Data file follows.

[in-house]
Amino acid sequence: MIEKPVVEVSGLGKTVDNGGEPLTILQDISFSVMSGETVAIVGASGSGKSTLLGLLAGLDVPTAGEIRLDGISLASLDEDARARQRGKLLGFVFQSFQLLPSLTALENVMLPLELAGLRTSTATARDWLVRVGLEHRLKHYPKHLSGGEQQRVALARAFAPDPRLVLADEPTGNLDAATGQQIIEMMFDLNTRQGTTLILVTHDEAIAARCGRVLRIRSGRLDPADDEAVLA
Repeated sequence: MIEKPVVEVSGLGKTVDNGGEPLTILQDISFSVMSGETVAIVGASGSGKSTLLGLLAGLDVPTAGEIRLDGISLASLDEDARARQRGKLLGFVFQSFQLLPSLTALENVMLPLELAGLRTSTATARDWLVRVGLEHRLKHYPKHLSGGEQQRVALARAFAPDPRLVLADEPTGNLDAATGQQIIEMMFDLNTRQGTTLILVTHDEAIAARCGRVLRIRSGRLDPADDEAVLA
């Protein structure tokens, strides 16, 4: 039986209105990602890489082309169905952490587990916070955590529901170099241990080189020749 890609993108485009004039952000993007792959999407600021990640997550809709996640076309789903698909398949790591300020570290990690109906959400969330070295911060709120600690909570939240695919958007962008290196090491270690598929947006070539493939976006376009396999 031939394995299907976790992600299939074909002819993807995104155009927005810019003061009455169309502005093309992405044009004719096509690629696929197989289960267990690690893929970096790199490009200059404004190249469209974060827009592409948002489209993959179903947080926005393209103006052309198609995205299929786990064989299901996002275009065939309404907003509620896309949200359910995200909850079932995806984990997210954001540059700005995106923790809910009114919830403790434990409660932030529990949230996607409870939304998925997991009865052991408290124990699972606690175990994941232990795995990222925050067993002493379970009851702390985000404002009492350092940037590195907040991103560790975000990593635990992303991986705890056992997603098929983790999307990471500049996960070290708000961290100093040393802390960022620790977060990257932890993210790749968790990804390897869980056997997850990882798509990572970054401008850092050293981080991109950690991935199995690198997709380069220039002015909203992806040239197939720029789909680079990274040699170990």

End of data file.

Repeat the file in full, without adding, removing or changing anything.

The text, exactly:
[in-house]
Amino acid sequence: MIEKPVVEVSGLGKTVDNGGEPLTILQDISFSVMSGETVAIVGASGSGKSTLLGLLAGLDVPTAGEIRLDGISLASLDEDARARQRGKLLGFVFQSFQLLPSLTALENVMLPLELAGLRTSTATARDWLVRVGLEHRLKHYPKHLSGGEQQRVALARAFAPDPRLVLADEPTGNLDAATGQQIIEMMFDLNTRQGTTLILVTHDEAIAARCGRVLRIRSGRLDPADDEAVLA
Repeated sequence: MIEKPVVEVSGLGKTVDNGGEPLTILQDISFSVMSGETVAIVGASGSGKSTLLGLLAGLDVPTAGEIRLDGISLASLDEDARARQRGKLLGFVFQSFQLLPSLTALENVMLPLELAGLRTSTATARDWLVRVGLEHRLKHYPKHLSGGEQQRVALARAFAPDPRLVLADEPTGNLDAATGQQIIEMMFDLNTRQGTTLILVTHDEAIAARCGRVLRIRSGRLDPADDEAVLA
């Protein structure tokens, strides 16, 4: 039986209105990602890489082309169905952490587990916070955590529901170099241990080189020749 890609993108485009004039952000993007792959999407600021990640997550809709996640076309789903698909398949790591300020570290990690109906959400969330070295911060709120600690909570939240695919958007962008290196090491270690598929947006070539493939976006376009396999 031939394995299907976790992600299939074909002819993807995104155009927005810019003061009455169309502005093309992405044009004719096509690629696929197989289960267990690690893929970096790199490009200059404004190249469209974060827009592409948002489209993959179903947080926005393209103006052309198609995205299929786990064989299901996002275009065939309404907003509620896309949200359910995200909850079932995806984990997210954001540059700005995106923790809910009114919830403790434990409660932030529990949230996607409870939304998925997991009865052991408290124990699972606690175990994941232990795995990222925050067993002493379970009851702390985000404002009492350092940037590195907040991103560790975000990593635990992303991986705890056992997603098929983790999307990471500049996960070290708000961290100093040393802390960022620790977060990257932890993210790749968790990804390897869980056997997850990882798509990572970054401008850092050293981080991109950690991935199995690198997709380069220039002015909203992806040239197939720029789909680079990274040699170990």